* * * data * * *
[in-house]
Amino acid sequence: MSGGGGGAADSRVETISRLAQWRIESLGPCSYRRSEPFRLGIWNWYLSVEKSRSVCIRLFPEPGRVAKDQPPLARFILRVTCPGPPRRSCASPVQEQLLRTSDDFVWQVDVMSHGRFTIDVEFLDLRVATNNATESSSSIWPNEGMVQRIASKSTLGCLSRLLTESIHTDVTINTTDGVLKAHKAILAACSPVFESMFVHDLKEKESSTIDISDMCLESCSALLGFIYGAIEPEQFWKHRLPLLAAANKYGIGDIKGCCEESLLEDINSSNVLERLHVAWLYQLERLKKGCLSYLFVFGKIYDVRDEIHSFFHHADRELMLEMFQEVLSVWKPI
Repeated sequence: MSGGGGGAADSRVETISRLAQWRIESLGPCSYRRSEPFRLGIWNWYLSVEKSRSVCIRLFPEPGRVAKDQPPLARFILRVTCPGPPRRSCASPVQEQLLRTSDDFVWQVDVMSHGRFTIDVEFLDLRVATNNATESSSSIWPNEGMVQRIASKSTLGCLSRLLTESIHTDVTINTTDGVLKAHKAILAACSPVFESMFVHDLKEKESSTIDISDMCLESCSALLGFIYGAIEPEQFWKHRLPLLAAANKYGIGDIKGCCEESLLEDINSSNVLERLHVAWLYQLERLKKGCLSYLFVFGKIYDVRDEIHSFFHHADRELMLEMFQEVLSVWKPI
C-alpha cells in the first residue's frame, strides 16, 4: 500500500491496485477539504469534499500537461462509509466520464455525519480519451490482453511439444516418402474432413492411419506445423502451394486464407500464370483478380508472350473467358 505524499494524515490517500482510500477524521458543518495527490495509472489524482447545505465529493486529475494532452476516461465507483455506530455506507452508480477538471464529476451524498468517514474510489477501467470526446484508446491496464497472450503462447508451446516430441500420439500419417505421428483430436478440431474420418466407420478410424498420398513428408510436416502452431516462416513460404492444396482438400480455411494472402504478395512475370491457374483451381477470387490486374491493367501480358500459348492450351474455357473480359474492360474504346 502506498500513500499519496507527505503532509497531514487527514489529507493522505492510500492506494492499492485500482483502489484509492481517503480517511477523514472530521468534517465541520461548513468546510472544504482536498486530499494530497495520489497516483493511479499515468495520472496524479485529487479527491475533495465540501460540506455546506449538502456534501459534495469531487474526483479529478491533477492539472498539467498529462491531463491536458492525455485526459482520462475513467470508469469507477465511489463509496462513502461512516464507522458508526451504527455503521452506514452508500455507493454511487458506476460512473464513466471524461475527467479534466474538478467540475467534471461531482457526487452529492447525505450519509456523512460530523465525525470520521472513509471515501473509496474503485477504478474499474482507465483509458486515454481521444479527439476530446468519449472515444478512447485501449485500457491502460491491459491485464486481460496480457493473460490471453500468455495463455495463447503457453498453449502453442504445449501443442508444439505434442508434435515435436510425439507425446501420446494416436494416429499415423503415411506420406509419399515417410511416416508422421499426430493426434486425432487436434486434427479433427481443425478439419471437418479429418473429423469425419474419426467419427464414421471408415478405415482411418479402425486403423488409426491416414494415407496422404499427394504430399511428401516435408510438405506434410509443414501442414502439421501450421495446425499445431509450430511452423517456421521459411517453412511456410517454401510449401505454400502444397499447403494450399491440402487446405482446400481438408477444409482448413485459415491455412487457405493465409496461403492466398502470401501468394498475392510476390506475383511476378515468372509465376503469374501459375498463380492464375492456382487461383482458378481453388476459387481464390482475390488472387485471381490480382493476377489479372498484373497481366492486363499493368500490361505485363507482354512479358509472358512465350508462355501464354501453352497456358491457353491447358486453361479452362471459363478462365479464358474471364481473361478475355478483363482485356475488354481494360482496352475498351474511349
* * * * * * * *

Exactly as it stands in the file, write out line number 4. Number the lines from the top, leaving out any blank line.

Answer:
C-alpha cells in the first residue's frame, strides 16, 4: 500500500491496485477539504469534499500537461462509509466520464455525519480519451490482453511439444516418402474432413492411419506445423502451394486464407500464370483478380508472350473467358 505524499494524515490517500482510500477524521458543518495527490495509472489524482447545505465529493486529475494532452476516461465507483455506530455506507452508480477538471464529476451524498468517514474510489477501467470526446484508446491496464497472450503462447508451446516430441500420439500419417505421428483430436478440431474420418466407420478410424498420398513428408510436416502452431516462416513460404492444396482438400480455411494472402504478395512475370491457374483451381477470387490486374491493367501480358500459348492450351474455357473480359474492360474504346 502506498500513500499519496507527505503532509497531514487527514489529507493522505492510500492506494492499492485500482483502489484509492481517503480517511477523514472530521468534517465541520461548513468546510472544504482536498486530499494530497495520489497516483493511479499515468495520472496524479485529487479527491475533495465540501460540506455546506449538502456534501459534495469531487474526483479529478491533477492539472498539467498529462491531463491536458492525455485526459482520462475513467470508469469507477465511489463509496462513502461512516464507522458508526451504527455503521452506514452508500455507493454511487458506476460512473464513466471524461475527467479534466474538478467540475467534471461531482457526487452529492447525505450519509456523512460530523465525525470520521472513509471515501473509496474503485477504478474499474482507465483509458486515454481521444479527439476530446468519449472515444478512447485501449485500457491502460491491459491485464486481460496480457493473460490471453500468455495463455495463447503457453498453449502453442504445449501443442508444439505434442508434435515435436510425439507425446501420446494416436494416429499415423503415411506420406509419399515417410511416416508422421499426430493426434486425432487436434486434427479433427481443425478439419471437418479429418473429423469425419474419426467419427464414421471408415478405415482411418479402425486403423488409426491416414494415407496422404499427394504430399511428401516435408510438405506434410509443414501442414502439421501450421495446425499445431509450430511452423517456421521459411517453412511456410517454401510449401505454400502444397499447403494450399491440402487446405482446400481438408477444409482448413485459415491455412487457405493465409496461403492466398502470401501468394498475392510476390506475383511476378515468372509465376503469374501459375498463380492464375492456382487461383482458378481453388476459387481464390482475390488472387485471381490480382493476377489479372498484373497481366492486363499493368500490361505485363507482354512479358509472358512465350508462355501464354501453352497456358491457353491447358486453361479452362471459363478462365479464358474471364481473361478475355478483363482485356475488354481494360482496352475498351474511349